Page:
If you have read my book, you know that we spend a week or so in Suches, Georgia. From the cabin, I can cycle the Georgia mountains, including Brasstown Bald, in the morning or before the kids and grandkids arrive. Last year we had some adventures hiking the Appalachian Trail. This year for Christmas my son gifted us with a custom-made topo map, with our cabin as the center. I say "us" but usually I shout encouragement to Marilane from my recliner as I do anything other than work a puzzle. Anyhow, after everyone left, about 8pm, we cleaned up the kitchen a bit, then Marilane sat down to work on the puzzle, 400 pieces and no picture to give clues. A while later (probably two hours, maybe less), I wandered over to offer congratulations on completing the frame and saw some familiar names on the pieces, so sat down to put a few together. I lost track of time becoming engrossed in putting pieces together. Perhaps all those tiny squiggly red lines showing altitude mesmerized me. About 3am we called it quits. But at 6:15am I was awake and shortly thereafter so was Marilane, and we were back at it. Taking short breaks for breakfast and lunch, we completed the puzzle at 1:20pm.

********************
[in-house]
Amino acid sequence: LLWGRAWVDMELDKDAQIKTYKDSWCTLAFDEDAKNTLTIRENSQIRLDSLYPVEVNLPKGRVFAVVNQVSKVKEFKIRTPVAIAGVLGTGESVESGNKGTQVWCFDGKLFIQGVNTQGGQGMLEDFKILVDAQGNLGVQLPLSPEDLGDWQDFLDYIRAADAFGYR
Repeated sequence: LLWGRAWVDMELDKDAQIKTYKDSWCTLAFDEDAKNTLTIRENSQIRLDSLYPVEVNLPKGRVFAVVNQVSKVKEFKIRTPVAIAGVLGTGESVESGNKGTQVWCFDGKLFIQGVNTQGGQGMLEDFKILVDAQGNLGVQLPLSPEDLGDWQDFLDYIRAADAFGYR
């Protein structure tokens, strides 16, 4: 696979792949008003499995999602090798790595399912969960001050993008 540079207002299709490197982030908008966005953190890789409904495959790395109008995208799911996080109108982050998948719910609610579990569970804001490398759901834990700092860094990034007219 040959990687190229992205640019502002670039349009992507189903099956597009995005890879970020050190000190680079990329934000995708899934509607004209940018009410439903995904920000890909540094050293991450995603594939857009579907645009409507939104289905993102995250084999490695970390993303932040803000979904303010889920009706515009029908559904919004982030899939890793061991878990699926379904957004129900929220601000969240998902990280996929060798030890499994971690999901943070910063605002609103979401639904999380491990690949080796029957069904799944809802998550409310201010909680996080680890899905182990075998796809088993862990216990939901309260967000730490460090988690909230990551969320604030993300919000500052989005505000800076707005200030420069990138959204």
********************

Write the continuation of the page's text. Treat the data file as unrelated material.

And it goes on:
Why is this story in my cycling blog? My lower back is soooooo stiff from sitting, standing, leaning that I can barely move, let alone contemplate riding. At least my knees stopped hurting.
Actually, this is all part of the plan. Not the knees and back part, but something always happens during the holidays, so I schedule no riding for the month of December. If I manage to get a ride in, so much the better, but not riding cause no stress (like it does in February and March) because that is what I am supposed to do (not ride).

Sunday, December 21, 2008


If you go to Ben's Dec 5 post, you will see a picture of feet on a scale. Also similar is the weight, and our goal weight is the same. Likewise, the reason for shedding 10 pounds is the same: racing a bicycle as fast as we can. The difference is length and speed. Since I have over 20 years on him and riding against guys in my 5-year age group (65-69), I don't have to be as fast, and the longest race is 40km and the time-trials are only 5km and 10km. So, keep up with the two of us as 2009 progresses. Another difference: Ben says he started weight management in early December, I won't even try until January 1. My first race is mid-March.